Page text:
How Facebook Moved The Outcome Of An Ohio Election

Facebook seems to have played a key role in the successful outcome of one high-profile ballot initiative in Ohio last week.

The Issue Two campaign leveraged Facebook to repeal a controversial state senate bill that sought to ban unions from collective bargaining, or negotiating labor contracts with the state.

One pro labor union effort, We Are Ohio, is conducting a little market research on its Facebook page, asking:

How did Facebook pages like We Are Ohio and Stand Up For Ohio help you find out about Issue Two? How did you use them to help veto SB5? Were you asked to help We Are Ohio through Facebook? Did your recruit your friends?

We scanned the nearly 200 comments (so you don’t have to), and it seems two Facebook features were most often cited by fans.

Share

Fans say they used the We Are Ohio page to share messages and information about the effort with their friends and to stay up to date on the campaign.

The engagement must have paid off, because the We Are Ohio Facebook page grew to more than 100,000 likes over the course of the campaign, with nearly 23,000 people talking about the effort. Stand Up for Ohio had more than 130,000 likes.

Targeting

Micro-targeting specific voting blocks on Facebook, a tactic digital strategists have told us is key this year, seems to have done the trick in Ohio.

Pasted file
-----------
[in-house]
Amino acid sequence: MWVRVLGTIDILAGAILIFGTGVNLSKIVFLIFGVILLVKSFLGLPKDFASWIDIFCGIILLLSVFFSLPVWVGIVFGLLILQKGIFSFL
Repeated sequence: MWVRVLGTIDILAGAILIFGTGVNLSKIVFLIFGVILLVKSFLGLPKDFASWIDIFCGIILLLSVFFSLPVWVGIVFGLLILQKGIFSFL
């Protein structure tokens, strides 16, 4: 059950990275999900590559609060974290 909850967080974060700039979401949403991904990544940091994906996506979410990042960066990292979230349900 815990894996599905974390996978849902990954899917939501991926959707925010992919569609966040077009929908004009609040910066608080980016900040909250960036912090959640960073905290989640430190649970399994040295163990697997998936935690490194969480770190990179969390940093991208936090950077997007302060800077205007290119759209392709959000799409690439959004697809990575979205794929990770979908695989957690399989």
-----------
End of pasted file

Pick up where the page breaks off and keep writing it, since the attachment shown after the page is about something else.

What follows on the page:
Not only did the Issue Two movement have a central Facebook page, but individual pages were developed for specific constituencies: Students, veterans, and different regions of the state, such as We Are Ohio Southeast.

How did Facebook affect some of the other local ballot initiatives that got national attention, such as the reproductive rights question in Mississippi?

There isn’t a lot of data on Facebook yet, however, a newspaper in Mississippi summed up the grassroots effort to defeat a pair of “personhood” measures that would have banned abortion and many forms of contraception.

According to the Jackson Free Press, Michelle Colon, the founder of the Hell No movement, said she started her own Facebook campaign because no group in the state seemed to stand against personhood supporters.

Many other Mississippians did the same thing once the state Supreme Court ruled that the initiative would be on the ballot. Hello No’s Colon says that grassroots surge reassured her in recent weeks that the initiative would fail. Hell No accumulated nearly 900 fans on Facebook.

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